The place was a dump. He could afford better accommodations, without a doubt. It was business, and business was booming. His greatest challenge was procuring sufficient supply to meet the constant demand.

On the desktop, bottles were scattered near the computer. Alprazolam. Oxycodone. Rohypnol. Diazepam. Three value packs of Benadryl: cherry flavored. A plastic bottle of Aristocrat vodka sat beside a jumbo container of Hawaiian Punch.

As he pushed them aside, the bottle of roofies rolled off the desktop and onto the dirty carpet. He caught it just before it rolled under the dresser.

A ding notified him: his Skype appointment was ready. Right on time. He liked the girls to be punctual.

He hit the button on the mouse and fixed a smile on his face. “Lola! How you doing, baby!”

A giggling girl with a mane of curly blonde hair greeted him onscreen. “Tony, you’re so funny. I’m not Lola, I’ve told you a zillion times.”

“But you look like a Lola. If you want to make it in the modeling trade, you’ll have to project glamour. Drama.” He stretched his arms over his head, displaying muscled biceps covered in ink, and locked his hands behind his neck.

“Cool.” Her eyes shone.

“Leave that country girl persona behind in Podunk. Where are you from again?”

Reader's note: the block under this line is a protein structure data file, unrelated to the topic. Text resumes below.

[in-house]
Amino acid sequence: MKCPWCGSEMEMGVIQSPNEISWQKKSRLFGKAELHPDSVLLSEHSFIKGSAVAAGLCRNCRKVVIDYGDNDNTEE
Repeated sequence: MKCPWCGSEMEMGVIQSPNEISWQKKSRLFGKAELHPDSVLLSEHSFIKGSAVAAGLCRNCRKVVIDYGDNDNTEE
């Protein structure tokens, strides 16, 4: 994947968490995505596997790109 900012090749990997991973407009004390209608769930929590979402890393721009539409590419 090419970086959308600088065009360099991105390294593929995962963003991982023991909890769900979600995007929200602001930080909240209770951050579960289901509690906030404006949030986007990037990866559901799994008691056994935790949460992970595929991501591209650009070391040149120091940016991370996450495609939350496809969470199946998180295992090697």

“Barton. Barton, Missouri. Where’s Podunk?”

He laughed, running his hand over his thick hair. “Podunk is where you’re sitting right now. What you’re itching to ditch. How’s life?”

Desiree shrugged, pulling a face.

“They still giving you shit at school, baby?”

She rolled her head back onto her neck. “All. The. Time.”

“And how’s living at home?”

“Lame.”

“Wish you could leave it all behind?”

“Totally.”

The girl turned her head; he heard a whisper from someone off-screen. Sharply, he asked: “Are you alone?”

A second head appeared over Lola’s shoulder. He saw a mixed race girl. She was taller than Lola, but he pegged her at the same age: an adolescent, around fourteen.

And she was a diamond in the rough—a black diamond. Unblemished skin, full lips, high cheekbones. Lola said, “You asked if I had any friends who wanted to meet you.”